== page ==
The Beatles’ manager Brian Epstein has been honoured by a plaque in London.
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The Beatles’ first management contract is to be given away as a competition prize on a UK website.
Alan W Livingston, the president of Capitol Records who agreed to release The Beatles’ music in America in 1963, has died in Los Angeles at the age of 91.
Brian Epstein‘s copy of his management contract with The Beatles is expected to fetch £250,000 ($470,000) at a London auction.
Although The Beatles didn’t attend Brian Epstein‘s funeral in Liverpool on 29 August 1967, they did attend a memorial service.
Following the death of Brian Epstein on 27 August, The Beatles convened at Paul McCartney‘s house in St John’s Wood, London, to discuss their future.
Four days after the death of Brian Epstein, The Beatles issued a statement about the future of his management company, NEMS Enterprises.
The Beatles were in Bangor when word came through that The Beatles’ manager Brian Epstein had died. Plans were immediately made for a return to London.
Late on the night of Friday 25 August 1967, The Beatles’ manager Brian Epstein had returned from his Sussex country retreat. The following day he remained in his bedroom, and by the Sunday morning his housekeepers had become concerned by his non-appearance.
A full-page advertisement appeared in The Times newspaper on this day, signed by 64 of the most prominent members of British society, which called for the legalisation of marijuana. Among the signatories were The Beatles and Brian Epstein.
The Beatles, minus Paul McCartney, attended a party at Brian Epstein‘s country house, Kingsley Hill in Warbleton near Heathfield in Surrey on this day.
BBC disc jockey Kenny Everett gave the official preview of Sgt Pepper’s Lonely Hearts Club Band on this day, on the radio show Where It’s At, broadcast on the BBC Light Programme from 4pm.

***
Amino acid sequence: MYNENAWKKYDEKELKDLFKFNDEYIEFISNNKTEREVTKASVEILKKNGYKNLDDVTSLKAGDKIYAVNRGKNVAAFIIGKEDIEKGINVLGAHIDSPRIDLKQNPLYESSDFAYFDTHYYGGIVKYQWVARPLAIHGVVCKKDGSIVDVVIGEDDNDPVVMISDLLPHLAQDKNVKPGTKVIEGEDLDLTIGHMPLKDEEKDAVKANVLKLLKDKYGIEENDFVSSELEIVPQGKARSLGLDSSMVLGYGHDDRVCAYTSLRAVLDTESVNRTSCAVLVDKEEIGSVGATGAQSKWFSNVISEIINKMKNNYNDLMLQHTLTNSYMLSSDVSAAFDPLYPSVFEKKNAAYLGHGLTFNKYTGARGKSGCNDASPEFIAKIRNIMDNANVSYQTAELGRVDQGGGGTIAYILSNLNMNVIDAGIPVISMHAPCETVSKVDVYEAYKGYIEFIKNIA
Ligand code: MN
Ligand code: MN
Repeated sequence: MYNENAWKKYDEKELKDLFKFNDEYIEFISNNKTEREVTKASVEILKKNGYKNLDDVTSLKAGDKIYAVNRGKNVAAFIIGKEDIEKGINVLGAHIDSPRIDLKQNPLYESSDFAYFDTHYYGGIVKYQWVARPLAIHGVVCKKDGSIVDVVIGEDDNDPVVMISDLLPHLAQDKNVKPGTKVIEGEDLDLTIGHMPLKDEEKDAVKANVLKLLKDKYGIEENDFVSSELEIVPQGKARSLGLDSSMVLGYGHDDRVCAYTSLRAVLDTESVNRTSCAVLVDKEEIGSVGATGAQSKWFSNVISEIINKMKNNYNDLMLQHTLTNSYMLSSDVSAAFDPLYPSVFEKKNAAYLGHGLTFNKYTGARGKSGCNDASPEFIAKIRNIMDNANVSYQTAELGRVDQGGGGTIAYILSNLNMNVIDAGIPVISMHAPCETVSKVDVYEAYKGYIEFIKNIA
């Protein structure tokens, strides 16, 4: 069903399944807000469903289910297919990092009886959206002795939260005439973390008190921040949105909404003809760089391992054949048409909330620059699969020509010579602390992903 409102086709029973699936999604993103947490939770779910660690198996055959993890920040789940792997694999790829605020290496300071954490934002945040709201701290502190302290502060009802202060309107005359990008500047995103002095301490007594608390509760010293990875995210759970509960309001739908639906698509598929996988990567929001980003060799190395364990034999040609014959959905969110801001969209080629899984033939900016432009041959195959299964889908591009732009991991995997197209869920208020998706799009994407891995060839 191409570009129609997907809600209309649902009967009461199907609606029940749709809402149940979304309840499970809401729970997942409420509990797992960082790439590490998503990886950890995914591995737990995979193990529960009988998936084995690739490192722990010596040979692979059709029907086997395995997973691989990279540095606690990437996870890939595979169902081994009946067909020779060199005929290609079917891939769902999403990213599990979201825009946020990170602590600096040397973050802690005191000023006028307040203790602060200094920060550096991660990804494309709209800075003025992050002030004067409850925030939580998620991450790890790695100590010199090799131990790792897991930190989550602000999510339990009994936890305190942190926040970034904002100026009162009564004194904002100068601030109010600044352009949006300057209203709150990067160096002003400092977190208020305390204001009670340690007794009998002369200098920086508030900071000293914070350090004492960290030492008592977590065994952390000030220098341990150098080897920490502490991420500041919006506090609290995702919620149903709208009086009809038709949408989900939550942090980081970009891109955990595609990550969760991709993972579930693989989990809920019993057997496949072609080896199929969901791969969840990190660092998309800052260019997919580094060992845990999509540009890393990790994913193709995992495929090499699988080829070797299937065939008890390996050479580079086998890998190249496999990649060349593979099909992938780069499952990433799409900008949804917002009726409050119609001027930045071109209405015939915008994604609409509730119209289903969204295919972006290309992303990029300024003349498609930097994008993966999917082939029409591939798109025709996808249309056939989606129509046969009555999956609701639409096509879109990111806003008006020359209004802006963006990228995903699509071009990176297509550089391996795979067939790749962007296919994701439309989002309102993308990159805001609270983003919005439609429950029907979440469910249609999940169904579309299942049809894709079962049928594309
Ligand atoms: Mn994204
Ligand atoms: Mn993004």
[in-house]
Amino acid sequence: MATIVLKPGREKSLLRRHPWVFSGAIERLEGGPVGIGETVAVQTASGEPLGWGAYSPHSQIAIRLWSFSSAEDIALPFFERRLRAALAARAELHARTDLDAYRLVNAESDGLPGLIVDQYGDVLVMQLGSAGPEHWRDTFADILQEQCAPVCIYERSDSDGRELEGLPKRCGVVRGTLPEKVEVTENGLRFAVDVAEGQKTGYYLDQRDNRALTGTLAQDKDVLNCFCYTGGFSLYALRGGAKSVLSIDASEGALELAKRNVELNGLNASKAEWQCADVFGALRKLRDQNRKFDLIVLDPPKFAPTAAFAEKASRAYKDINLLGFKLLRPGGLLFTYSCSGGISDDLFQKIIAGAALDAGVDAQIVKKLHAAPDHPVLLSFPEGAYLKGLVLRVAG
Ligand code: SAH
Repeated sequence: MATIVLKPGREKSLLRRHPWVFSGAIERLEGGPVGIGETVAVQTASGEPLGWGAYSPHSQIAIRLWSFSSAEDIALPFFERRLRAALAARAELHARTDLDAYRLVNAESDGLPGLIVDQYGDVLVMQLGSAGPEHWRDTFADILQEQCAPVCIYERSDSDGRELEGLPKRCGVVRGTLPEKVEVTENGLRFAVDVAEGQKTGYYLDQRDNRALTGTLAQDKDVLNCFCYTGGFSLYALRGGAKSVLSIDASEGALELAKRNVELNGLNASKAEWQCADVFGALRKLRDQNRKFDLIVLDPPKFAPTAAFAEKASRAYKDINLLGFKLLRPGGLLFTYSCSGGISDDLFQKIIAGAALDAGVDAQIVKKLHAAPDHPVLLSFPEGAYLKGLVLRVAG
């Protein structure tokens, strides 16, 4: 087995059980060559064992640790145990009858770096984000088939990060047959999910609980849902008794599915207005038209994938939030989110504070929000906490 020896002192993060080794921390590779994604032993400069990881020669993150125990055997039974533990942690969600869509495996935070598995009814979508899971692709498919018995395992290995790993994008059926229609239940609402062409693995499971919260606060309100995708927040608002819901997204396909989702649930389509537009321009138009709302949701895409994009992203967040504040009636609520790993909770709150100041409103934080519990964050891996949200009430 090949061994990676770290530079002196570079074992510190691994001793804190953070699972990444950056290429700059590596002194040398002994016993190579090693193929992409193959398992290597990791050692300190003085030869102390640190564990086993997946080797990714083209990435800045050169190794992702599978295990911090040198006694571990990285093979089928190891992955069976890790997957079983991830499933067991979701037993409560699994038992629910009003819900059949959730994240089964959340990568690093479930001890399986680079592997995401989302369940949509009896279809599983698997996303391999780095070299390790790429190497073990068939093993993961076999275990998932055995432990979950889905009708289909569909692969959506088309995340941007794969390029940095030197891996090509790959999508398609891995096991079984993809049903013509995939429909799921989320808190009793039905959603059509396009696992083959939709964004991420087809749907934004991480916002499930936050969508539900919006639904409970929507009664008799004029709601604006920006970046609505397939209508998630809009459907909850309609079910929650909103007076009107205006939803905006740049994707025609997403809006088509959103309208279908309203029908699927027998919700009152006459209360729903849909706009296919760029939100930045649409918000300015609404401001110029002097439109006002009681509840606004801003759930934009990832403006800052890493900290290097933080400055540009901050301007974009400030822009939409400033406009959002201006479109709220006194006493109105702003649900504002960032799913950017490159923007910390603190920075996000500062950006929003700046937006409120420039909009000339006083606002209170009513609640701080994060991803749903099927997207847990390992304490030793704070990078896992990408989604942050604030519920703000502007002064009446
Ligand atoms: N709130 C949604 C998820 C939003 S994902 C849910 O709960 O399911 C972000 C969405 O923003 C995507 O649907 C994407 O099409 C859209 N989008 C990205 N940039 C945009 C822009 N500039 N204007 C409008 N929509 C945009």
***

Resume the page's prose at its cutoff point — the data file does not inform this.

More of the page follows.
Shortly ahead of the release of Sgt Pepper’s Lonely Hearts Club Band, a press launch was held at Brian Epstein‘s house at 24 Chapel Street, London.
George Harrison, Pattie Harrison, Brian Epstein, Eric Clapton and friends attempted to see in 1967 in the fashionable London club Annabel’s, but were refused entry after George refused to wear a tie.
The Four Tops had performed at the Savile Theatre in London on 13 November 1966. The venue was owned by The Beatles’ manager Brian Epstein, and the backdrop for the performance was said to have been designed by Paul McCartney.
Despite having been hospitalised the previous month after overdosing on prescription medicine, The Beatles’ manager Brian Epstein was forced to emerge from his recuperation clinic on this day to deny reports that Paul McCartney was leaving the group.
The Beatles’ manager Brian Epstein had been suffering from depression and anxiety for some time, a condition exacerbated by his use of drugs – both prescribed and illegal.
The previous evening, John Lennon and Neil Aspinall left Celle in West Germany, where Lennon was filming How I Won The War with Richard Lester, for a break in Paris, France.
In an attempt to defuse the controversy surrounding John Lennon‘s comments that The Beatles were “more popular than Jesus“, the group’s manager Brian Epstein held a special press conference.
The Beatles’ manager Brian Epstein announced on this day the group’s plans to tour Germany, Japan, the Philippines and the United States.